Chapters
 Risk/Leverage Ratios
 Profitability Ratios
 Valuation Ratios
 Activity Ratios
 Liquidity Ratios
 Understanding Financial Ratios
 Understanding Cash Flow Statements
 Understanding Income Statements
 Understanding Balance Sheet
 Understanding Financial Statements
 Basic Terms In Fundamental Analysis
 Steps In Fundamental Analysis
 Introduction
 Study
 Slides
 Videos
9. Liquidity Ratio

This ratio provide information about the company’s ability to meet shortterm financial obligations. This is done by comparing a company’s most liquid assets (or, those that can be easily converted to cash) and its short term liabilities. In general, the greater the coverage of liquid assets to shortterm liabilities, the better it is, since it is a clear signal that a company can pay debts that are going to become due in the near future and it can still fund its ongoing operations. On the other hand, a company with a low coverage rate should raise a red flag for the investors as it may be a sign that the company will have difficulty meeting running its operations, as well as meeting its debt obligations. The biggest difference between each ratio is the type of assets used in the calculation. While each ratio includes current assets, the more conservative ratios will exclude some current assets as they aren’t as easily converted to cash.
Regardless of the quality of the product or service provided, or the longterm potential for the company, if it does not have the resources to make payments on the outstanding debts in the short term, the company’s ability to continue functioning (and avoid bankruptcy) is jeopardized.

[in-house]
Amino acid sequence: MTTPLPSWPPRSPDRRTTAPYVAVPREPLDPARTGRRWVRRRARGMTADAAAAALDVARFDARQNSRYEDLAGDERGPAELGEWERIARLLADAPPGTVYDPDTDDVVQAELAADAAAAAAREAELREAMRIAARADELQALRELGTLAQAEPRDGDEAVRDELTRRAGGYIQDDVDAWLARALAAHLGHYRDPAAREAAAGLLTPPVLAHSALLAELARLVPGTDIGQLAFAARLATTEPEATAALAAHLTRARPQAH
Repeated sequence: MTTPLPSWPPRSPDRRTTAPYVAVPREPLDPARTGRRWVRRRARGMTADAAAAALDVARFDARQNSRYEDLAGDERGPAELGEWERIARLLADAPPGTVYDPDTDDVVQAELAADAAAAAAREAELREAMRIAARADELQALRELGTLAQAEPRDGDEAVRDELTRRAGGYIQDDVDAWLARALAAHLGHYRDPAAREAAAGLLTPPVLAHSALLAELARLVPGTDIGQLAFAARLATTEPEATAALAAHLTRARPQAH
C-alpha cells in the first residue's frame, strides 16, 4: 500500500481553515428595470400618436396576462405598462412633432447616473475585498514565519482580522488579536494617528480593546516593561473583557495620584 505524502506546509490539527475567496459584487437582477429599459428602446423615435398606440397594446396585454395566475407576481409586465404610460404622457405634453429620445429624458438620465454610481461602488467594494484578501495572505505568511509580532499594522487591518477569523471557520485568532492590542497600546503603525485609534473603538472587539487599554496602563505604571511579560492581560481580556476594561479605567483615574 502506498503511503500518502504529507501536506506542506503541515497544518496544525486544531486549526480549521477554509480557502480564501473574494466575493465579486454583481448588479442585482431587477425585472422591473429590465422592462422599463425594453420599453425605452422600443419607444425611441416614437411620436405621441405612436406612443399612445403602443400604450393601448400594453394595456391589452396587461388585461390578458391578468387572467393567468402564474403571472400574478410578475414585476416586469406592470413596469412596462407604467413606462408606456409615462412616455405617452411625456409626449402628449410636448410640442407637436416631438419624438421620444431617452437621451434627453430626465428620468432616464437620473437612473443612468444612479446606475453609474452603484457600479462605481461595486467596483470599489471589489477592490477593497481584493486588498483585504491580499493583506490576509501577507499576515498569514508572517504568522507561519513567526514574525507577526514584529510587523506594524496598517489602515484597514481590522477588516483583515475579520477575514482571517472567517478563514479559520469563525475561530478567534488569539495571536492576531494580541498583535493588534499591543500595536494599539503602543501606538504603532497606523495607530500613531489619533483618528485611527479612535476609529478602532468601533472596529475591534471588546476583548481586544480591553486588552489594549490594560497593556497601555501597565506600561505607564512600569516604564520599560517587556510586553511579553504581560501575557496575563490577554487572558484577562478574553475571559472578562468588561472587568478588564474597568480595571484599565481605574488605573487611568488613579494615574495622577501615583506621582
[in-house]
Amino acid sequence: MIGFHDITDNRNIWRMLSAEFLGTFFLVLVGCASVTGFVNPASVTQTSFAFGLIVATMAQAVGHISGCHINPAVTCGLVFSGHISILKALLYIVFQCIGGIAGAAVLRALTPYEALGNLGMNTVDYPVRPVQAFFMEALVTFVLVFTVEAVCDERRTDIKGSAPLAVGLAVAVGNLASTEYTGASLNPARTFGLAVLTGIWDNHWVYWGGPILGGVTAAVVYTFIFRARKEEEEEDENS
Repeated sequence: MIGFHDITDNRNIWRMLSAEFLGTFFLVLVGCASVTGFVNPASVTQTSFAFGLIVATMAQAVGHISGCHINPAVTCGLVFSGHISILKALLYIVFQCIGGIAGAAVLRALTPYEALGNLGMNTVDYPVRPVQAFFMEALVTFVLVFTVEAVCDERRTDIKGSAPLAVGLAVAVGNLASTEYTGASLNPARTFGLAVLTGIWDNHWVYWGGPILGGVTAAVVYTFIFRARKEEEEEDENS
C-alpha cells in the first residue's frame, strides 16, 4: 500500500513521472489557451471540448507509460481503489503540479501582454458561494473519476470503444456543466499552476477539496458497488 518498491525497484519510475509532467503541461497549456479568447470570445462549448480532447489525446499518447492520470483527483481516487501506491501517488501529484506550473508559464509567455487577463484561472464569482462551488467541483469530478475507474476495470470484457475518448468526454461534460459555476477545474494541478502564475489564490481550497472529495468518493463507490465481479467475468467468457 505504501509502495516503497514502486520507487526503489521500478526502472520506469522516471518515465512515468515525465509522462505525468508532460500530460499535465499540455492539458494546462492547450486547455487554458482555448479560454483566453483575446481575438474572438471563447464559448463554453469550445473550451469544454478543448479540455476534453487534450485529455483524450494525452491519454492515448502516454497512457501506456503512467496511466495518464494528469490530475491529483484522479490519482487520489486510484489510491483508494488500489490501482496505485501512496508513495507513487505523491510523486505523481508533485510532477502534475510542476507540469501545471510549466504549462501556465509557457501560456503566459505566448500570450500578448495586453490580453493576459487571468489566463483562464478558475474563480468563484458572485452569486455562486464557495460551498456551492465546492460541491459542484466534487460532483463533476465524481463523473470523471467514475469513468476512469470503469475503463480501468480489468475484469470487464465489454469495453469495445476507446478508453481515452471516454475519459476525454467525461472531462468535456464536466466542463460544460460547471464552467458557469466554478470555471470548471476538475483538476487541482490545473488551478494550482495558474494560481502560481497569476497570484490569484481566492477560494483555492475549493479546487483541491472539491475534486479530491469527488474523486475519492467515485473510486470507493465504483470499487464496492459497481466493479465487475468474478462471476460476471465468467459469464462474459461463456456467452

9.1 Current Ratio
The current ratio is a popular financial ratio used to test a company’s liquidity (also referred to as its current or working capital position) by deriving the proportion of current assets available to cover current liabilities. The concept behind this ratio is to ascertain whether a company’s shortterm assets (cash, cash equivalents, marketable securities, receivables and inventory) are readily available to pay off its shortterm liabilities. In theory, the higher the current ratio, the better.
Current Ratio= Current Assets/Current Liabilities
Lets take example of Exide Industries to understand the calculation of current Ratio:
Total current Assets of Exide industries (as can be seen above) as on 31^{st} March 2021 is 4395crs and total current liabilities is Rs.2315crs.
Current Ratio= Current Assets/Current Liabilities
= 4395/2315= 1.89x
The ‘x’ in the above number represents a multiple. Hence 1.89x should be read as 1.209 ‘times’. This essentially means that for every one rupee of current liability that Exide industries has it has current assets to the extend of 1.89x to repay the same.
9.2 Quick Ratios
Quick Ratio